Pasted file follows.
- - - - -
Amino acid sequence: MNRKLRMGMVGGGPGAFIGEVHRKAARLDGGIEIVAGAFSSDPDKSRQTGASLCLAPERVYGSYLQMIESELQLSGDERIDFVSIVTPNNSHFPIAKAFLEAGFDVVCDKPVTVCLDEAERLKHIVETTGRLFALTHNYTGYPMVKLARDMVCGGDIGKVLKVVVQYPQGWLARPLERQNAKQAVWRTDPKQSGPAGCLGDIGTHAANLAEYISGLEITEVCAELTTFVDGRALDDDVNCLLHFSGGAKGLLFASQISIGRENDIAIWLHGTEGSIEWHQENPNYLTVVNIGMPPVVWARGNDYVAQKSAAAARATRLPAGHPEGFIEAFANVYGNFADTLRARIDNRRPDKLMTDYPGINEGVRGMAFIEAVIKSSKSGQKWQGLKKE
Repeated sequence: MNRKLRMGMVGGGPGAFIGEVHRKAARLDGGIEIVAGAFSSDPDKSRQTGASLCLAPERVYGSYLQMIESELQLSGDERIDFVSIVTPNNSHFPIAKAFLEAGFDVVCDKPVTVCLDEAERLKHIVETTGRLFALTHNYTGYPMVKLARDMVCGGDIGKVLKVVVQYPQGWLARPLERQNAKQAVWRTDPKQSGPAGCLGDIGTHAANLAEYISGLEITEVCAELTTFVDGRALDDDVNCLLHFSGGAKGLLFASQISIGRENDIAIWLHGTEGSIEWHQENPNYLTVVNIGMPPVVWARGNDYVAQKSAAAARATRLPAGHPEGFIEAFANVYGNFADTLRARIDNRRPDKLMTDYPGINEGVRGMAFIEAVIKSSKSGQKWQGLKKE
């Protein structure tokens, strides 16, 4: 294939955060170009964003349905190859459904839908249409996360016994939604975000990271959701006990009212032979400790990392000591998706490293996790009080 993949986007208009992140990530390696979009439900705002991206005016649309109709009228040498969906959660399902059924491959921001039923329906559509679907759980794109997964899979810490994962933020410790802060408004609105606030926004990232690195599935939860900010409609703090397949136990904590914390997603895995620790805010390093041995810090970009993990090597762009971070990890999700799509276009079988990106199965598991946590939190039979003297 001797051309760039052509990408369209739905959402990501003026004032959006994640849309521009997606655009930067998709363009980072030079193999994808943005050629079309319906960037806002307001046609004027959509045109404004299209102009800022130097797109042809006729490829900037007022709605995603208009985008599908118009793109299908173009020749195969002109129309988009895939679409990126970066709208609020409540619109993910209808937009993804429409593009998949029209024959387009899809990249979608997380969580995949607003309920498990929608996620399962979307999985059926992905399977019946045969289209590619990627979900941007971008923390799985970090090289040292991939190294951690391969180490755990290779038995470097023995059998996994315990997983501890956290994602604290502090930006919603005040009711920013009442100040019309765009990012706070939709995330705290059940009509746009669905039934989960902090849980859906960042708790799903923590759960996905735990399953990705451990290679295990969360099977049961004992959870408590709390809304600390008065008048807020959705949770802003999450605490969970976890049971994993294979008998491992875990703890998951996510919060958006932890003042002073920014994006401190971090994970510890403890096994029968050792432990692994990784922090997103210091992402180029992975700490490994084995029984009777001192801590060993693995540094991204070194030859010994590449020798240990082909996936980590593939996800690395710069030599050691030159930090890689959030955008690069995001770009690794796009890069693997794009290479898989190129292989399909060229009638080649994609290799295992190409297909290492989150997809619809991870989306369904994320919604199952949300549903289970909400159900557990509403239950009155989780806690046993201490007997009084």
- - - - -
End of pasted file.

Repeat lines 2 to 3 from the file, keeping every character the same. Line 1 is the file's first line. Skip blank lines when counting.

Repeated sequence: MNRKLRMGMVGGGPGAFIGEVHRKAARLDGGIEIVAGAFSSDPDKSRQTGASLCLAPERVYGSYLQMIESELQLSGDERIDFVSIVTPNNSHFPIAKAFLEAGFDVVCDKPVTVCLDEAERLKHIVETTGRLFALTHNYTGYPMVKLARDMVCGGDIGKVLKVVVQYPQGWLARPLERQNAKQAVWRTDPKQSGPAGCLGDIGTHAANLAEYISGLEITEVCAELTTFVDGRALDDDVNCLLHFSGGAKGLLFASQISIGRENDIAIWLHGTEGSIEWHQENPNYLTVVNIGMPPVVWARGNDYVAQKSAAAARATRLPAGHPEGFIEAFANVYGNFADTLRARIDNRRPDKLMTDYPGINEGVRGMAFIEAVIKSSKSGQKWQGLKKE
């Protein structure tokens, strides 16, 4: 294939955060170009964003349905190859459904839908249409996360016994939604975000990271959701006990009212032979400790990392000591998706490293996790009080 993949986007208009992140990530390696979009439900705002991206005016649309109709009228040498969906959660399902059924491959921001039923329906559509679907759980794109997964899979810490994962933020410790802060408004609105606030926004990232690195599935939860900010409609703090397949136990904590914390997603895995620790805010390093041995810090970009993990090597762009971070990890999700799509276009079988990106199965598991946590939190039979003297 001797051309760039052509990408369209739905959402990501003026004032959006994640849309521009997606655009930067998709363009980072030079193999994808943005050629079309319906960037806002307001046609004027959509045109404004299209102009800022130097797109042809006729490829900037007022709605995603208009985008599908118009793109299908173009020749195969002109129309988009895939679409990126970066709208609020409540619109993910209808937009993804429409593009998949029209024959387009899809990249979608997380969580995949607003309920498990929608996620399962979307999985059926992905399977019946045969289209590619990627979900941007971008923390799985970090090289040292991939190294951690391969180490755990290779038995470097023995059998996994315990997983501890956290994602604290502090930006919603005040009711920013009442100040019309765009990012706070939709995330705290059940009509746009669905039934989960902090849980859906960042708790799903923590759960996905735990399953990705451990290679295990969360099977049961004992959870408590709390809304600390008065008048807020959705949770802003999450605490969970976890049971994993294979008998491992875990703890998951996510919060958006932890003042002073920014994006401190971090994970510890403890096994029968050792432990692994990784922090997103210091992402180029992975700490490994084995029984009777001192801590060993693995540094991204070194030859010994590449020798240990082909996936980590593939996800690395710069030599050691030159930090890689959030955008690069995001770009690794796009890069693997794009290479898989190129292989399909060229009638080649994609290799295992190409297909290492989150997809619809991870989306369904994320919604199952949300549903289970909400159900557990509403239950009155989780806690046993201490007997009084």